A false narrative about hard work and the US - GulfToday

A false narrative about hard work and the US

Carli Pierson

American journalist living in Mexico.

American journalist living in Mexico.

Technology

Maclaurin Building is shown on the campus of the Massachusetts Institute of Technology. AFP

If someone tells you they went to a top university—say Harvard, Yale, Stanford or MIT—the typical response will most likely include an exclamatory “Wow!”, or “Oh!”, accompanied by a raising of the eyebrows and simultaneous approving nod. If you yourself did not attend one of these elite institutions then a subtle but tangible power dynamic is silently created. There is instant signaling and an unspoken understanding between two people, where both silently acknowledge the superiority of the Ivy League grad, thanks to nothing more than a reference to an academic pedigree. The merit of the pedigree, until recently, wasn’t often questioned.

Thanks in large part to the Operation Varsity Blues scandal, however, we are finally coming to terms with the more important truth behind the scheme, which isn’t about some shameless adults buying their way into important intuitions – politicians have done that forever. Our political system is rife with people who are elected officials only because they had the family money to put behind prohibitively costly election campaigns.  

For me, the most important part of the Operation Varsity Blues scandal is that while legacy admissions may be an important part of continuing to fund these institutions, many more young people than previously thought are attending schools that they quite simply don’t belong in thanks only to the wealth of their parents. The students caught in this scandal are the result of the snowplowing parenting style of their progenitors and are mediocre pupils at best, with little to nothing to offer society. Nevertheless, they are rich and highly connected and in America money still talks.

I am also guilty. I have met plenty of graduates from top universities over the course of my life and I have always subtly treated them as somehow inherently better than myself. I would have never admitted that out loud, but I believed it. But this is because my whole life people who went to such schools were always presented to me as “better”; the weight behind the university name dropped in conversations among my friends’ parents and other adults was always apparent: “Her daughter got into Yale!” That statement in itself meant the entire family was now superior and everyone knew it.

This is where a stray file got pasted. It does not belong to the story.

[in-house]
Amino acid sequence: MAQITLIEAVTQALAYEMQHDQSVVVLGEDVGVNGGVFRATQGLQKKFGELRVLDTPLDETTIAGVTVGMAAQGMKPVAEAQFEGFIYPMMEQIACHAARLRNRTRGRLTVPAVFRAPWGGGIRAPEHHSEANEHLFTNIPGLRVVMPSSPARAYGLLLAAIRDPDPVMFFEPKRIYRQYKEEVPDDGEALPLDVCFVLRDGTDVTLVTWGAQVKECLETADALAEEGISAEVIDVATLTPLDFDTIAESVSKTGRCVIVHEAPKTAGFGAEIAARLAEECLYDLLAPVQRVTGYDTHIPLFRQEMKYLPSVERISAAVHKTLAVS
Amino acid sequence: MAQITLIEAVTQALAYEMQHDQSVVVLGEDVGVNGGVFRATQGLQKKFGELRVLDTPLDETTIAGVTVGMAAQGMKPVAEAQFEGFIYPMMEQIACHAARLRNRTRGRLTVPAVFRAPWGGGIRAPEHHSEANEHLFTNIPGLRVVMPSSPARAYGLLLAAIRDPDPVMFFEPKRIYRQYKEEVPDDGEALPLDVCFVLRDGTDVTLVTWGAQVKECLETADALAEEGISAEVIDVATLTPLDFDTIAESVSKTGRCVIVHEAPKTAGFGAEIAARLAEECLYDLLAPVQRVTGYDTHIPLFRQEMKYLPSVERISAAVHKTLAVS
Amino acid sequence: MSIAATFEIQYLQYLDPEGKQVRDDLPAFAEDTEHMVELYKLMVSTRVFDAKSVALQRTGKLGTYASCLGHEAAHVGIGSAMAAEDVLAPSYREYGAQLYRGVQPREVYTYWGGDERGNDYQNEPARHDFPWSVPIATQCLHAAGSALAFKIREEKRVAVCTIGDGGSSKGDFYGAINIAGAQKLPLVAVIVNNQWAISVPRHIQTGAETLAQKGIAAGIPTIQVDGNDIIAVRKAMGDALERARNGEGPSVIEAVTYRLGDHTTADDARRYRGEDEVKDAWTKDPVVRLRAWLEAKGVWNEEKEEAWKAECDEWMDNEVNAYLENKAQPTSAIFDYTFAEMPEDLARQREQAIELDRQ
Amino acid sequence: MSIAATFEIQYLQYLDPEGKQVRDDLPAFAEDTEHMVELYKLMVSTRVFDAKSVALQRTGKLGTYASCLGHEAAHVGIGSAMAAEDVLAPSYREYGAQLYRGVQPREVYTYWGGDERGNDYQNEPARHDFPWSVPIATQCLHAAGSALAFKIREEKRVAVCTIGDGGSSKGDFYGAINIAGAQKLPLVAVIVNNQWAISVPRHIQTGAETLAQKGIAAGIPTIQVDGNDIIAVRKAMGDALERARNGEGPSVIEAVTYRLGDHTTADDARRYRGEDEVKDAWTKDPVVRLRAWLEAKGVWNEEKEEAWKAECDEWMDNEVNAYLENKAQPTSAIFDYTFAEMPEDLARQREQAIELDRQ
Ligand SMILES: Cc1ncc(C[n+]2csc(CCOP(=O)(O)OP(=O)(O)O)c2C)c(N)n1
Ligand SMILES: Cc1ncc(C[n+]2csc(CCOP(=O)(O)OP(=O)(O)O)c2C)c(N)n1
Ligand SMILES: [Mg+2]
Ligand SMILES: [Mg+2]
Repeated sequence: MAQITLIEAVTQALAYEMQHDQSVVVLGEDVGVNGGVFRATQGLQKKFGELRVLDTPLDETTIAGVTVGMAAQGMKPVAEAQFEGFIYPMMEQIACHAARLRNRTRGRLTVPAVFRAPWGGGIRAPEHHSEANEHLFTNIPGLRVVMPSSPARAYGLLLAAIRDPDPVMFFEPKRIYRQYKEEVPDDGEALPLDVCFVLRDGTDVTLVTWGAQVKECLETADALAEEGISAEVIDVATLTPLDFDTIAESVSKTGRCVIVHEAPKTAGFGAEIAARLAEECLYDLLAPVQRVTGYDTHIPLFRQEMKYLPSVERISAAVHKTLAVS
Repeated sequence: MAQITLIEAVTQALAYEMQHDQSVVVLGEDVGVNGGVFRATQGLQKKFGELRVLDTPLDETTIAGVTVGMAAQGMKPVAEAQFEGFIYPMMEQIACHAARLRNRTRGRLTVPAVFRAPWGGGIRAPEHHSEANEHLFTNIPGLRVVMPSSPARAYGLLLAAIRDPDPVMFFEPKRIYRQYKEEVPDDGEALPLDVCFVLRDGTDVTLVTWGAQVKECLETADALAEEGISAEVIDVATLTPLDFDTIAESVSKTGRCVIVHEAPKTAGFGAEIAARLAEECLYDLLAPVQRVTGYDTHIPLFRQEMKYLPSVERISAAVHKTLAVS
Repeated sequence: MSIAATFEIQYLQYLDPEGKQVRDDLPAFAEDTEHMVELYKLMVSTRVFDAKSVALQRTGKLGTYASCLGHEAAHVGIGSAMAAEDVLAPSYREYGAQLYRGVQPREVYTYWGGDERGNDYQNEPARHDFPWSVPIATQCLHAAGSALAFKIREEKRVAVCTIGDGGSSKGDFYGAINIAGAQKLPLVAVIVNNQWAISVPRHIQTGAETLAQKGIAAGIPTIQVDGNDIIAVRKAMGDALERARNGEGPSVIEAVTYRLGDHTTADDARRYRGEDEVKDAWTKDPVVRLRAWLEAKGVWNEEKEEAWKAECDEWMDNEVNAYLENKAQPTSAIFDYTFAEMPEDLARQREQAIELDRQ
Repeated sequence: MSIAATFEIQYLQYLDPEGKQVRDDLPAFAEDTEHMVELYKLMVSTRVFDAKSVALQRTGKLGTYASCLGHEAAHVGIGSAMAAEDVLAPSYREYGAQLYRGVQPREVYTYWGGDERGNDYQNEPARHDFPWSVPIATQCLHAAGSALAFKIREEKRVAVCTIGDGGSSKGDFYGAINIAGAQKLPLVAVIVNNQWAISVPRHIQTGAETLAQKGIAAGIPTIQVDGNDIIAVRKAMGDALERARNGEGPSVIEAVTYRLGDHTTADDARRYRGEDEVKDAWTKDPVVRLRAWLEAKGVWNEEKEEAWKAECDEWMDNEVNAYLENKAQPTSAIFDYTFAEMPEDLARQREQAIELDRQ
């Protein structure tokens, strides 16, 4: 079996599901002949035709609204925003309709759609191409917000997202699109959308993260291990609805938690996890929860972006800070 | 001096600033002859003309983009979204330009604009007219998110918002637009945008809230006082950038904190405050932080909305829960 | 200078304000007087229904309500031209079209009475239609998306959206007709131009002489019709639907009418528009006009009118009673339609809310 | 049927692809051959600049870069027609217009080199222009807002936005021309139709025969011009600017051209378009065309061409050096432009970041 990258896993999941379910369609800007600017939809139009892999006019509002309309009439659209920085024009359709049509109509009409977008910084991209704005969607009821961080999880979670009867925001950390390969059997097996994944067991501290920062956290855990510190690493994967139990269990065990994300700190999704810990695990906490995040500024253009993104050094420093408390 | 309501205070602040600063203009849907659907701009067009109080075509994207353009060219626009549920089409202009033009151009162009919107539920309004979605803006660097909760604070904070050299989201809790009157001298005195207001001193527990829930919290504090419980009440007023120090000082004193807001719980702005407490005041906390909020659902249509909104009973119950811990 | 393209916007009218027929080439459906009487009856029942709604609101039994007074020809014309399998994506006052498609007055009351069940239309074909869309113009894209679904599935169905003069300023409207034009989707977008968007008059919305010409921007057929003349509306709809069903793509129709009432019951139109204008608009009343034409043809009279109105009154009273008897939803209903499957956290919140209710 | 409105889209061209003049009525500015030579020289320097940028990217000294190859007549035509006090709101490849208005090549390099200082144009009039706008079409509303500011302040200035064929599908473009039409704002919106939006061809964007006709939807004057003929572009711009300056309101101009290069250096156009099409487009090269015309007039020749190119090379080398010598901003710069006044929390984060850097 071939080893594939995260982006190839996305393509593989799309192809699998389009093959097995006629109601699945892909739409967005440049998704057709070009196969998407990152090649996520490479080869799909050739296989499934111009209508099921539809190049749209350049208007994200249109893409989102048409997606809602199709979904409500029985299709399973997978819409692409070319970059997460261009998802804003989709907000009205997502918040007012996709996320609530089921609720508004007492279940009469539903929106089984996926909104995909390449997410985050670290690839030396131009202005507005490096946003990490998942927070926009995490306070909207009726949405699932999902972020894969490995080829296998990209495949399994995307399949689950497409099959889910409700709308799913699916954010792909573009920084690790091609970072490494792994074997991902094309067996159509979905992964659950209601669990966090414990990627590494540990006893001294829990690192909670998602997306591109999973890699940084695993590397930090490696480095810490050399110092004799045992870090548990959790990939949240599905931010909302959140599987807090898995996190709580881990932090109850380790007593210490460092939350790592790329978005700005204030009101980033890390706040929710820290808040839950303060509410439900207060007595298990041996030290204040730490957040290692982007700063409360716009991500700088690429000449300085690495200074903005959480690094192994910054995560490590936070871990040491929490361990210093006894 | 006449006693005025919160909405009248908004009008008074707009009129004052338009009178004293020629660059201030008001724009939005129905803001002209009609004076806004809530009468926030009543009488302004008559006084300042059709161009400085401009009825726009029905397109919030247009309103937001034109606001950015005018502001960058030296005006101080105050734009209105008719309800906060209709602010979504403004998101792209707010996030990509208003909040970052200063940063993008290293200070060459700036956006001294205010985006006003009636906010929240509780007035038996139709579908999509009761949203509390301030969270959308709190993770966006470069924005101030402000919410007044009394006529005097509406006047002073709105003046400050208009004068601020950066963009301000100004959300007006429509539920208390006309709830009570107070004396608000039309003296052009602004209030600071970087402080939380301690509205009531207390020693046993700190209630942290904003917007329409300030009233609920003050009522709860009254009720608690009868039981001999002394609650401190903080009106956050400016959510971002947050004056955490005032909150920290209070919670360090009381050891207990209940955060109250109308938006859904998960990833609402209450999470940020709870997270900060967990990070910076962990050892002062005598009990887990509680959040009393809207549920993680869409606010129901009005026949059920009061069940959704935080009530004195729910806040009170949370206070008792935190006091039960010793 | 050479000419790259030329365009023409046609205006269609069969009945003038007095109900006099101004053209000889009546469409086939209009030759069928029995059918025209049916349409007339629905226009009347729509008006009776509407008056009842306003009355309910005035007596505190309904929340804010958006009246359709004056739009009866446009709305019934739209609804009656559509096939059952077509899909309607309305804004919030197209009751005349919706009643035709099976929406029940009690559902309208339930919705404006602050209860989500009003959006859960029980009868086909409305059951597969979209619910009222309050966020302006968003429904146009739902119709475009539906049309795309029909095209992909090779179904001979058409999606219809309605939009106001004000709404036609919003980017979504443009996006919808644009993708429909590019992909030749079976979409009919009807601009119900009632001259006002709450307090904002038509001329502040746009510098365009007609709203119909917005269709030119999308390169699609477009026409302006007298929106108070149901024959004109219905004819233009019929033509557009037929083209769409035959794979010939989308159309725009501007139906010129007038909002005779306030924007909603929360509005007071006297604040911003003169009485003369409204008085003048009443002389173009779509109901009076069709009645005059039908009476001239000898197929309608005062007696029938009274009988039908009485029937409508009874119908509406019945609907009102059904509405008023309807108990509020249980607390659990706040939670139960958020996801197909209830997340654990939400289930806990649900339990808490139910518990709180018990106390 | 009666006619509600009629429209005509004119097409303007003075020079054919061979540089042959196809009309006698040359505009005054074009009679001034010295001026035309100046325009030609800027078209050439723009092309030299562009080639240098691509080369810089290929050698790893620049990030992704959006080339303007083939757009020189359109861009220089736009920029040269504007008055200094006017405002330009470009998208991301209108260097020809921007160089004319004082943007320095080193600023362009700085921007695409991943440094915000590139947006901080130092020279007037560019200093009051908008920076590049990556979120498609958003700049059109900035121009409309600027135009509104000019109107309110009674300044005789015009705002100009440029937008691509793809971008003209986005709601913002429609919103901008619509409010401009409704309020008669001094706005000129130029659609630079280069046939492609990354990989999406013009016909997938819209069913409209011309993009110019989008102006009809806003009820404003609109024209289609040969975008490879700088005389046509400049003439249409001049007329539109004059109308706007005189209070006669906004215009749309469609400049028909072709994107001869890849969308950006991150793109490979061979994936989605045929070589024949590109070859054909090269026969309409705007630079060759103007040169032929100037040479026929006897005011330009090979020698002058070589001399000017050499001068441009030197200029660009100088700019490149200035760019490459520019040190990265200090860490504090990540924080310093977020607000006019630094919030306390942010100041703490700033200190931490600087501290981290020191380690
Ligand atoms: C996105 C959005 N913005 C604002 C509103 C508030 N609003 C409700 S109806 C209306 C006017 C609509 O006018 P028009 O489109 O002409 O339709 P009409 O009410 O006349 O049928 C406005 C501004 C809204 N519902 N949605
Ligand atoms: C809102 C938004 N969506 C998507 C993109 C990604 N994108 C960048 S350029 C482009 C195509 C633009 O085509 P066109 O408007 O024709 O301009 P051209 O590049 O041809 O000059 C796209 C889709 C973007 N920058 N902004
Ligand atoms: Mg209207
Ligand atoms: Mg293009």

The idea that elite schools are only for the best and brightest is a narrative that parallels the other false narrative about America where you can “pick yourself up by your bootstraps” and where “anyone can be successful if they work hard”. It is a lie that Americans and immigrants to the US have been fed for centuries: that those who get into top schools “earned it”, while others either didn’t work as hard or weren’t as smart.

Universities matter more in the US than anywhere else in the world I have lived or visited, and that has been made clear to me my entire life. At my Denver public high school, my senior year classmates posted their name and the university they got into on a wall of fame board in the hallway of my school. People “ooh’d” and “ahh’d” over the Berkley, USC, Harvard and Yale admissions letters. Those of us who didn’t get into top schools were left mildly humiliated, our mediocrity exposed to the world. We were clearly destined to be nobodies.

During my embarrassingly short-lived career as an associate attorney at a top national law firm, I quickly found out that I was being paid tens of thousands of dollars less than another new hire at my same junior associate level, only because she had gone to a “better” law school than I had. The partners that I worked for had been able to see beyond my diploma, but the rest of the hiring partners hadn’t. I quit.

Now, in the case of my high school, most of the students that got into top schools definitely earned it – I can say that because I knew them personally. But they were in the minuscule percentage of persons who make it into elite universities without money or connections, or both. Our conditioning to treat acceptance to such schools as the equivalent of celebrity status is wrong and harmful in terms of education and national development. We overlook some of the best and brightest while we push ahead others who don’t deserve it: undoubtedly a suboptimal system for improving as a society.

If nothing else comes of this scandal, let’s start to look more closely at the qualities of the people in front of us, and not merely their academic pedigree, before we judge their capabilities and their merit in the incredibly unfair rank-order system of our present society.